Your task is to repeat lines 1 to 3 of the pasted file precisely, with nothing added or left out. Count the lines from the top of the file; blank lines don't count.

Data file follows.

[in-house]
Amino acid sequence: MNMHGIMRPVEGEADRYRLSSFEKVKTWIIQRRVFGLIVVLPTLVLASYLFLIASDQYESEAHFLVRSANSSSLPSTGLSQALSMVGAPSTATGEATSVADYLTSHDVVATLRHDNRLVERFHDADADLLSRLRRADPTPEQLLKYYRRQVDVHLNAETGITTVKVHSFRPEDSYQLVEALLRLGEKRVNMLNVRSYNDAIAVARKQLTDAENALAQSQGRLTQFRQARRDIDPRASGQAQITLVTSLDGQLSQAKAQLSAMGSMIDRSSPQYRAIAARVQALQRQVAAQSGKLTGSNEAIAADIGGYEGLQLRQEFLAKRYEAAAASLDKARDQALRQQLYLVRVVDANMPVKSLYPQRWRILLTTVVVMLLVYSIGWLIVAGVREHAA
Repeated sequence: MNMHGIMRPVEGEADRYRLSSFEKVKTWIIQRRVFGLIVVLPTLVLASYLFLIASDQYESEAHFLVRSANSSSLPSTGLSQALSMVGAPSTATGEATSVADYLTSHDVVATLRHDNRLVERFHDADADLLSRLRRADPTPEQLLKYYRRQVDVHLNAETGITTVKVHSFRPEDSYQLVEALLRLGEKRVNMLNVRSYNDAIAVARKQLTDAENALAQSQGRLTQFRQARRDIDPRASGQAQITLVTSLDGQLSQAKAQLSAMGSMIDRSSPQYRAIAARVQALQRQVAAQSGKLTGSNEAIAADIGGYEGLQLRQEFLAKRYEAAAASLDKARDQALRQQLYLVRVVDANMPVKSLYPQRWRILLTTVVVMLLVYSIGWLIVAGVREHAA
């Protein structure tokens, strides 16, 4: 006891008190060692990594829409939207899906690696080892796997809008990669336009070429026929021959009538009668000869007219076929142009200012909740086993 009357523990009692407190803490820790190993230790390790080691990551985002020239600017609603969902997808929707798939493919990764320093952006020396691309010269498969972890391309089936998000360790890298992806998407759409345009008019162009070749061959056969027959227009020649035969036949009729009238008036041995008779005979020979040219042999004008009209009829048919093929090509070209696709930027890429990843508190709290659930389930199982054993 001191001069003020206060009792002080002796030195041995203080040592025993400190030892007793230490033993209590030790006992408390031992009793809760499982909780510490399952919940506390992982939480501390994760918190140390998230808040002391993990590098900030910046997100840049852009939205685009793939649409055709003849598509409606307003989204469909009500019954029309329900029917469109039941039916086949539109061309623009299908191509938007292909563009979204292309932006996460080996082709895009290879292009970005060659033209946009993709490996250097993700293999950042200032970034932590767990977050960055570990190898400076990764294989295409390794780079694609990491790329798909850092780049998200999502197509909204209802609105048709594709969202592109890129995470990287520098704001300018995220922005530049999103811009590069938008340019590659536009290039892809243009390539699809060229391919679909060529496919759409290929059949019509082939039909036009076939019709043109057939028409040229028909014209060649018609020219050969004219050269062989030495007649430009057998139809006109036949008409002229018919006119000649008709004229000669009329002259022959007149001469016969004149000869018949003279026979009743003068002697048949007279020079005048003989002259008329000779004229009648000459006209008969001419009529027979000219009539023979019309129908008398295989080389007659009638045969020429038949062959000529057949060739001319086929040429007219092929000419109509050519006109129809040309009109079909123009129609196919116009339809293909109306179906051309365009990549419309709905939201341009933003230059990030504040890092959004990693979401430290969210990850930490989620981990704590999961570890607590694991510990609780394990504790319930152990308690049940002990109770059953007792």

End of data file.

[in-house]
Amino acid sequence: MNMHGIMRPVEGEADRYRLSSFEKVKTWIIQRRVFGLIVVLPTLVLASYLFLIASDQYESEAHFLVRSANSSSLPSTGLSQALSMVGAPSTATGEATSVADYLTSHDVVATLRHDNRLVERFHDADADLLSRLRRADPTPEQLLKYYRRQVDVHLNAETGITTVKVHSFRPEDSYQLVEALLRLGEKRVNMLNVRSYNDAIAVARKQLTDAENALAQSQGRLTQFRQARRDIDPRASGQAQITLVTSLDGQLSQAKAQLSAMGSMIDRSSPQYRAIAARVQALQRQVAAQSGKLTGSNEAIAADIGGYEGLQLRQEFLAKRYEAAAASLDKARDQALRQQLYLVRVVDANMPVKSLYPQRWRILLTTVVVMLLVYSIGWLIVAGVREHAA
Repeated sequence: MNMHGIMRPVEGEADRYRLSSFEKVKTWIIQRRVFGLIVVLPTLVLASYLFLIASDQYESEAHFLVRSANSSSLPSTGLSQALSMVGAPSTATGEATSVADYLTSHDVVATLRHDNRLVERFHDADADLLSRLRRADPTPEQLLKYYRRQVDVHLNAETGITTVKVHSFRPEDSYQLVEALLRLGEKRVNMLNVRSYNDAIAVARKQLTDAENALAQSQGRLTQFRQARRDIDPRASGQAQITLVTSLDGQLSQAKAQLSAMGSMIDRSSPQYRAIAARVQALQRQVAAQSGKLTGSNEAIAADIGGYEGLQLRQEFLAKRYEAAAASLDKARDQALRQQLYLVRVVDANMPVKSLYPQRWRILLTTVVVMLLVYSIGWLIVAGVREHAA